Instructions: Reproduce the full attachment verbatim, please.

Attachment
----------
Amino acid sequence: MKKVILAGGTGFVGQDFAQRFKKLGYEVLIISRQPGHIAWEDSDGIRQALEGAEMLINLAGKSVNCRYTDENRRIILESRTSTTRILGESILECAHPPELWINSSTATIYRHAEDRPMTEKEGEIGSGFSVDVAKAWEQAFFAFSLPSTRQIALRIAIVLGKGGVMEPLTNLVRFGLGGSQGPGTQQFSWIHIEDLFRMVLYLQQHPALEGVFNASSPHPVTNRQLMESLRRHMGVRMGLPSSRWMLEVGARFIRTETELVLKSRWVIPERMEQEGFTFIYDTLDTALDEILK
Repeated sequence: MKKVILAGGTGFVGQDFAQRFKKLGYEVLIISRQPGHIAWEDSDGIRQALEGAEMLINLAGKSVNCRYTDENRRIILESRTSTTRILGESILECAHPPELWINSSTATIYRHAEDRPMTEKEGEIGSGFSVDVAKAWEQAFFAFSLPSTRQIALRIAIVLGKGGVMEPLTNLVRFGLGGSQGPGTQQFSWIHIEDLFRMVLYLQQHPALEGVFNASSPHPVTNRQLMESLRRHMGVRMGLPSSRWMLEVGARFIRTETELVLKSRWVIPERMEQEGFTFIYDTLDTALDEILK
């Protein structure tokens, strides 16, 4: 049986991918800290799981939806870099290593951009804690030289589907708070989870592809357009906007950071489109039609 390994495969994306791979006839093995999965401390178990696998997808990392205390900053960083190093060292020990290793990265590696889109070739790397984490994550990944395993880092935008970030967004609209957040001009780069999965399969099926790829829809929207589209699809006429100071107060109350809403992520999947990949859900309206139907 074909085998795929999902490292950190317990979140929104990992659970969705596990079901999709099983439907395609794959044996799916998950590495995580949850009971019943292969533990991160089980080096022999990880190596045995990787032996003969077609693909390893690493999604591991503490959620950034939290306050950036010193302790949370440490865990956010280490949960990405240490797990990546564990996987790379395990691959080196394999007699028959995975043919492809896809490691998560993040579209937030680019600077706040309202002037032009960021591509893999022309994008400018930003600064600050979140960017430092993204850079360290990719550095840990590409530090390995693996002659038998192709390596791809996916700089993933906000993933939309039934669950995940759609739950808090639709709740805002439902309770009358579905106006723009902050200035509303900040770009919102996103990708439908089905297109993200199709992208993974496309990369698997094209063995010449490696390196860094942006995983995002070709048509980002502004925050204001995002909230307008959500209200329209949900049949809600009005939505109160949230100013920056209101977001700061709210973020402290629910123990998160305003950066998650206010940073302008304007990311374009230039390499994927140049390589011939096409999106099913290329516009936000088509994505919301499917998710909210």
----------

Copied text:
Amino acid sequence: MKKVILAGGTGFVGQDFAQRFKKLGYEVLIISRQPGHIAWEDSDGIRQALEGAEMLINLAGKSVNCRYTDENRRIILESRTSTTRILGESILECAHPPELWINSSTATIYRHAEDRPMTEKEGEIGSGFSVDVAKAWEQAFFAFSLPSTRQIALRIAIVLGKGGVMEPLTNLVRFGLGGSQGPGTQQFSWIHIEDLFRMVLYLQQHPALEGVFNASSPHPVTNRQLMESLRRHMGVRMGLPSSRWMLEVGARFIRTETELVLKSRWVIPERMEQEGFTFIYDTLDTALDEILK
Repeated sequence: MKKVILAGGTGFVGQDFAQRFKKLGYEVLIISRQPGHIAWEDSDGIRQALEGAEMLINLAGKSVNCRYTDENRRIILESRTSTTRILGESILECAHPPELWINSSTATIYRHAEDRPMTEKEGEIGSGFSVDVAKAWEQAFFAFSLPSTRQIALRIAIVLGKGGVMEPLTNLVRFGLGGSQGPGTQQFSWIHIEDLFRMVLYLQQHPALEGVFNASSPHPVTNRQLMESLRRHMGVRMGLPSSRWMLEVGARFIRTETELVLKSRWVIPERMEQEGFTFIYDTLDTALDEILK
């Protein structure tokens, strides 16, 4: 049986991918800290799981939806870099290593951009804690030289589907708070989870592809357009906007950071489109039609 390994495969994306791979006839093995999965401390178990696998997808990392205390900053960083190093060292020990290793990265590696889109070739790397984490994550990944395993880092935008970030967004609209957040001009780069999965399969099926790829829809929207589209699809006429100071107060109350809403992520999947990949859900309206139907 074909085998795929999902490292950190317990979140929104990992659970969705596990079901999709099983439907395609794959044996799916998950590495995580949850009971019943292969533990991160089980080096022999990880190596045995990787032996003969077609693909390893690493999604591991503490959620950034939290306050950036010193302790949370440490865990956010280490949960990405240490797990990546564990996987790379395990691959080196394999007699028959995975043919492809896809490691998560993040579209937030680019600077706040309202002037032009960021591509893999022309994008400018930003600064600050979140960017430092993204850079360290990719550095840990590409530090390995693996002659038998192709390596791809996916700089993933906000993933939309039934669950995940759609739950808090639709709740805002439902309770009358579905106006723009902050200035509303900040770009919102996103990708439908089905297109993200199709992208993974496309990369698997094209063995010449490696390196860094942006995983995002070709048509980002502004925050204001995002909230307008959500209200329209949900049949809600009005939505109160949230100013920056209101977001700061709210973020402290629910123990998160305003950066998650206010940073302008304007990311374009230039390499994927140049390589011939096409999106099913290329516009936000088509994505919301499917998710909210």